24 March 2011
Churches Vote launched in Scotland
A broad coalition of organisations and denominations have come together to develop an online website to help and equip Christians for the Scottish Parliament Election on 5 May. Churches Vote is an initiative developed by CARE, the Catholic Parliamentary Office, Christians Count and the Scottish Churches Parliamentary Office alongside the Evangelical Alliance. This landmark initiative is one of the first to be supported by nearly every denomination across Scotland and demonstrates a new desire among Christian leaders and organisations to work together for God's Kingdom.
The main aim of the initiative is to encourage even greater involvement by Scottish Christians in social action and public affairs and demonstrate to politicians that the Church is actively and positively engaged with public life in Scotland. It is hoped that Christians from all backgrounds and denominations will use this resource to be more informed and better equipped to vote on 5 May.
The website provides information on practical aspects of the election, guides to political party policy on topical issues and an interactive map to help people find out if a hustings (all-party meeting for candidates) is taking place in their area. Hustings provide all-party opportunities for authentic political debate on neutral territory. The majority of hustings are organised by churches and represent a great example of the Church engaging with its community and building relationships with their future elected representatives.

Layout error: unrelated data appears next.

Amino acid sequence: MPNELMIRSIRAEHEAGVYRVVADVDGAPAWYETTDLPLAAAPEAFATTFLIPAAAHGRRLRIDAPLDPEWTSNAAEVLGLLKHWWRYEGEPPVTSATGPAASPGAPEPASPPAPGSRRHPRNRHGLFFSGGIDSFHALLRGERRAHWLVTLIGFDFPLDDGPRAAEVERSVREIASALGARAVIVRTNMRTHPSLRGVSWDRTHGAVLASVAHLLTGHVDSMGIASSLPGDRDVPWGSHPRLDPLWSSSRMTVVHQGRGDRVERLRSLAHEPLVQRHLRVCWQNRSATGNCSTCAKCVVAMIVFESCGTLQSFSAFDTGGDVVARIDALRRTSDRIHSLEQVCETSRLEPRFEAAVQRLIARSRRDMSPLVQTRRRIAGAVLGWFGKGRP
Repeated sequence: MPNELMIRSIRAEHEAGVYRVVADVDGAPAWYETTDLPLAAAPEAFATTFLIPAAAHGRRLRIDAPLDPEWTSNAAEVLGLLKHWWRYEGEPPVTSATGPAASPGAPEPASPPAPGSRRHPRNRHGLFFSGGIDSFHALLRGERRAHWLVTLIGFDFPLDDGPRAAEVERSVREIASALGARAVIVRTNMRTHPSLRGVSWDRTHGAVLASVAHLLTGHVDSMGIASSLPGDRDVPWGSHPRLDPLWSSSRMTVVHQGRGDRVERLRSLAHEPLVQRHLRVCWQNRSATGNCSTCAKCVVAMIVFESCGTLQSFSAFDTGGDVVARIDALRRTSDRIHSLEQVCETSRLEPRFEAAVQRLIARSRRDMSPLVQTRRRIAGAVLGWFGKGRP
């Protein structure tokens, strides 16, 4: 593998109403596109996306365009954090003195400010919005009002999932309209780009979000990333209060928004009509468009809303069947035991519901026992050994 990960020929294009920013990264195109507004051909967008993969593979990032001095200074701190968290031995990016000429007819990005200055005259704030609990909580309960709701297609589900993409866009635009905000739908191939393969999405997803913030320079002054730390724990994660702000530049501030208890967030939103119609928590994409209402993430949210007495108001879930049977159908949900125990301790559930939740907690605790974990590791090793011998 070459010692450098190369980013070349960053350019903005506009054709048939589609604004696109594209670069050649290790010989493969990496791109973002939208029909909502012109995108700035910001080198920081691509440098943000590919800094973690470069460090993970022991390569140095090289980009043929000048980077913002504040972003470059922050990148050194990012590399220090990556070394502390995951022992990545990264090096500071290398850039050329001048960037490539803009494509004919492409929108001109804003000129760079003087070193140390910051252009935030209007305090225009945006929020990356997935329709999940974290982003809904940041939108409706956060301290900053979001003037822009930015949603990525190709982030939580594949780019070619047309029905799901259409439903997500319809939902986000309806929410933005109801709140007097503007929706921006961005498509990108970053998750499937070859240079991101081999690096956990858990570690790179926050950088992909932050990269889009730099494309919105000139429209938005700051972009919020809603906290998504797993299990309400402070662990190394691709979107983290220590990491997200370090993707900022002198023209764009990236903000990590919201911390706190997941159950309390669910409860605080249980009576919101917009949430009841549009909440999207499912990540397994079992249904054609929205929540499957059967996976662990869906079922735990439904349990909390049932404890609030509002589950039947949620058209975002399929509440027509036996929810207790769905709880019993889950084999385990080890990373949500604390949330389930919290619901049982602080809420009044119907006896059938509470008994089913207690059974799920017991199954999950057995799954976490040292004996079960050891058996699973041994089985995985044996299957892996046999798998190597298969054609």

Significantly, the website also includes video clips of all of the main party leaders answering key questions that relate to the churches engagement with politics and wider society. Each of the five party leaders were filmed by the Churches Vote team responding to questions such as: what is the role of the Church in modern Scotland and what are the biggest challenges facing Scotland today?
The website was officially launched on 22 March in Edinburgh alongside a joint statement which was signed by the leaders of each supporting denomination including the Roman Catholic Church, the Church of Scotland, the Scottish Episcopal Church, the Salvation Army and many others. The statement calls on Christians to respond to the needs of their community and use their vote as an opportunity to serve and express the needs of others. In the statement they said: "An awareness of human failings should not tempt us to abandon the political system. Dissatisfaction with politics should prompt Christians to be more involved in shaping political life so that it better serves the whole of society."